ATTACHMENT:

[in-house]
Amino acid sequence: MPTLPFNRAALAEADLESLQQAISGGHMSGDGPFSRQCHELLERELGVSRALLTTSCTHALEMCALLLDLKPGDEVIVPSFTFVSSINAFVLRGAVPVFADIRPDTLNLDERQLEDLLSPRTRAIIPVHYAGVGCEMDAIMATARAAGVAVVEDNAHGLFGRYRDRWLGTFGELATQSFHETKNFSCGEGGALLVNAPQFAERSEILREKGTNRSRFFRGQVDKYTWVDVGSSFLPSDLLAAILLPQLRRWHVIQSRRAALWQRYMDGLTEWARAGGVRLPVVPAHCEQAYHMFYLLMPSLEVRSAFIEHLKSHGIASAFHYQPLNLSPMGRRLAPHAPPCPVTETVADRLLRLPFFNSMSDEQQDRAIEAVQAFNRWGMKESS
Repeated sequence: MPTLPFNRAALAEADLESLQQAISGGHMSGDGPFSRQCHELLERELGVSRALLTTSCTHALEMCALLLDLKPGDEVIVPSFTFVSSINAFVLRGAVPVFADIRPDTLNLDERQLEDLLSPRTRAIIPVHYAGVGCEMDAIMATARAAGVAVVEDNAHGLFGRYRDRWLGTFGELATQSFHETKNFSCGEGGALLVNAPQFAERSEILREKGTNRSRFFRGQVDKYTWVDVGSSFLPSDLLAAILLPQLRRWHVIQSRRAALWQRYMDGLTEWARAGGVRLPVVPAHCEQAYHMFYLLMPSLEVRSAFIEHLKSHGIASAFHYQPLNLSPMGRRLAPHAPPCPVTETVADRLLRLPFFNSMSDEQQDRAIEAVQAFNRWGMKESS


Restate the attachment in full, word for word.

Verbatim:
[in-house]
Amino acid sequence: MPTLPFNRAALAEADLESLQQAISGGHMSGDGPFSRQCHELLERELGVSRALLTTSCTHALEMCALLLDLKPGDEVIVPSFTFVSSINAFVLRGAVPVFADIRPDTLNLDERQLEDLLSPRTRAIIPVHYAGVGCEMDAIMATARAAGVAVVEDNAHGLFGRYRDRWLGTFGELATQSFHETKNFSCGEGGALLVNAPQFAERSEILREKGTNRSRFFRGQVDKYTWVDVGSSFLPSDLLAAILLPQLRRWHVIQSRRAALWQRYMDGLTEWARAGGVRLPVVPAHCEQAYHMFYLLMPSLEVRSAFIEHLKSHGIASAFHYQPLNLSPMGRRLAPHAPPCPVTETVADRLLRLPFFNSMSDEQQDRAIEAVQAFNRWGMKESS
Repeated sequence: MPTLPFNRAALAEADLESLQQAISGGHMSGDGPFSRQCHELLERELGVSRALLTTSCTHALEMCALLLDLKPGDEVIVPSFTFVSSINAFVLRGAVPVFADIRPDTLNLDERQLEDLLSPRTRAIIPVHYAGVGCEMDAIMATARAAGVAVVEDNAHGLFGRYRDRWLGTFGELATQSFHETKNFSCGEGGALLVNAPQFAERSEILREKGTNRSRFFRGQVDKYTWVDVGSSFLPSDLLAAILLPQLRRWHVIQSRRAALWQRYMDGLTEWARAGGVRLPVVPAHCEQAYHMFYLLMPSLEVRSAFIEHLKSHGIASAFHYQPLNLSPMGRRLAPHAPPCPVTETVADRLLRLPFFNSMSDEQQDRAIEAVQAFNRWGMKESS